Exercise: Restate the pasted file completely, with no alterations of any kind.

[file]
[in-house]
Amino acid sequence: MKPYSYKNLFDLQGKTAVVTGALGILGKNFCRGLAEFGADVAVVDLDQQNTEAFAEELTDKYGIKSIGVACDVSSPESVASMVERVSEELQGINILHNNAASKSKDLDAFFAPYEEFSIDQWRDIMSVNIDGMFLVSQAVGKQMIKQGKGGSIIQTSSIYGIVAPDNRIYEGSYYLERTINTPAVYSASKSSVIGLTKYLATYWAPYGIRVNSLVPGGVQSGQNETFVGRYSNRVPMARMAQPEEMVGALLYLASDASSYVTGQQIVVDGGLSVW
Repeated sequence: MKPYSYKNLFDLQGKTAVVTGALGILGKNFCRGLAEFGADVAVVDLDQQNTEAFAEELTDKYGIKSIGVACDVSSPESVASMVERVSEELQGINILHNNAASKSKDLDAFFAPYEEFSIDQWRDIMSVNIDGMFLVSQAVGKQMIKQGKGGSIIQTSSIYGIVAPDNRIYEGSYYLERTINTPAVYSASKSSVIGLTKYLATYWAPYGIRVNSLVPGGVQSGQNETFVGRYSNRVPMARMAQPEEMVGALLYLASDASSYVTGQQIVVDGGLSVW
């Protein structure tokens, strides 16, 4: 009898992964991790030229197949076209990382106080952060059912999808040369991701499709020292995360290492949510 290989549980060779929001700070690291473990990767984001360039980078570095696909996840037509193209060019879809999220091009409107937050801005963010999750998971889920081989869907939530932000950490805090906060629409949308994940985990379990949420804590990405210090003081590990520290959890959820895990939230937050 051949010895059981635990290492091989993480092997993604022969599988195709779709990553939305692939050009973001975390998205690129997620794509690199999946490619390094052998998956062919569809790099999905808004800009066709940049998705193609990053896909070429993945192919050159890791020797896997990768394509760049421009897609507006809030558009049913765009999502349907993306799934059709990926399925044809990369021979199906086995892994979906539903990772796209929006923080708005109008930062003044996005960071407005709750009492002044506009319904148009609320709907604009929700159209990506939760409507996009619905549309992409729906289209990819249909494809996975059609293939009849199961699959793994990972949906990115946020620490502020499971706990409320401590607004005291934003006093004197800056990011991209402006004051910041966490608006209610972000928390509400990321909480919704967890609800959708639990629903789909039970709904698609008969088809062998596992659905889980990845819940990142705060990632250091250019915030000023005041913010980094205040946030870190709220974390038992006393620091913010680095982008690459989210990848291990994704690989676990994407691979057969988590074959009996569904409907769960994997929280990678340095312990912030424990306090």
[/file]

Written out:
[in-house]
Amino acid sequence: MKPYSYKNLFDLQGKTAVVTGALGILGKNFCRGLAEFGADVAVVDLDQQNTEAFAEELTDKYGIKSIGVACDVSSPESVASMVERVSEELQGINILHNNAASKSKDLDAFFAPYEEFSIDQWRDIMSVNIDGMFLVSQAVGKQMIKQGKGGSIIQTSSIYGIVAPDNRIYEGSYYLERTINTPAVYSASKSSVIGLTKYLATYWAPYGIRVNSLVPGGVQSGQNETFVGRYSNRVPMARMAQPEEMVGALLYLASDASSYVTGQQIVVDGGLSVW
Repeated sequence: MKPYSYKNLFDLQGKTAVVTGALGILGKNFCRGLAEFGADVAVVDLDQQNTEAFAEELTDKYGIKSIGVACDVSSPESVASMVERVSEELQGINILHNNAASKSKDLDAFFAPYEEFSIDQWRDIMSVNIDGMFLVSQAVGKQMIKQGKGGSIIQTSSIYGIVAPDNRIYEGSYYLERTINTPAVYSASKSSVIGLTKYLATYWAPYGIRVNSLVPGGVQSGQNETFVGRYSNRVPMARMAQPEEMVGALLYLASDASSYVTGQQIVVDGGLSVW
């Protein structure tokens, strides 16, 4: 009898992964991790030229197949076209990382106080952060059912999808040369991701499709020292995360290492949510 290989549980060779929001700070690291473990990767984001360039980078570095696909996840037509193209060019879809999220091009409107937050801005963010999750998971889920081989869907939530932000950490805090906060629409949308994940985990379990949420804590990405210090003081590990520290959890959820895990939230937050 051949010895059981635990290492091989993480092997993604022969599988195709779709990553939305692939050009973001975390998205690129997620794509690199999946490619390094052998998956062919569809790099999905808004800009066709940049998705193609990053896909070429993945192919050159890791020797896997990768394509760049421009897609507006809030558009049913765009999502349907993306799934059709990926399925044809990369021979199906086995892994979906539903990772796209929006923080708005109008930062003044996005960071407005709750009492002044506009319904148009609320709907604009929700159209990506939760409507996009619905549309992409729906289209990819249909494809996975059609293939009849199961699959793994990972949906990115946020620490502020499971706990409320401590607004005291934003006093004197800056990011991209402006004051910041966490608006209610972000928390509400990321909480919704967890609800959708639990629903789909039970709904698609008969088809062998596992659905889980990845819940990142705060990632250091250019915030000023005041913010980094205040946030870190709220974390038992006393620091913010680095982008690459989210990848291990994704690989676990994407691979057969988590074959009996569904409907769960994997929280990678340095312990912030424990306090």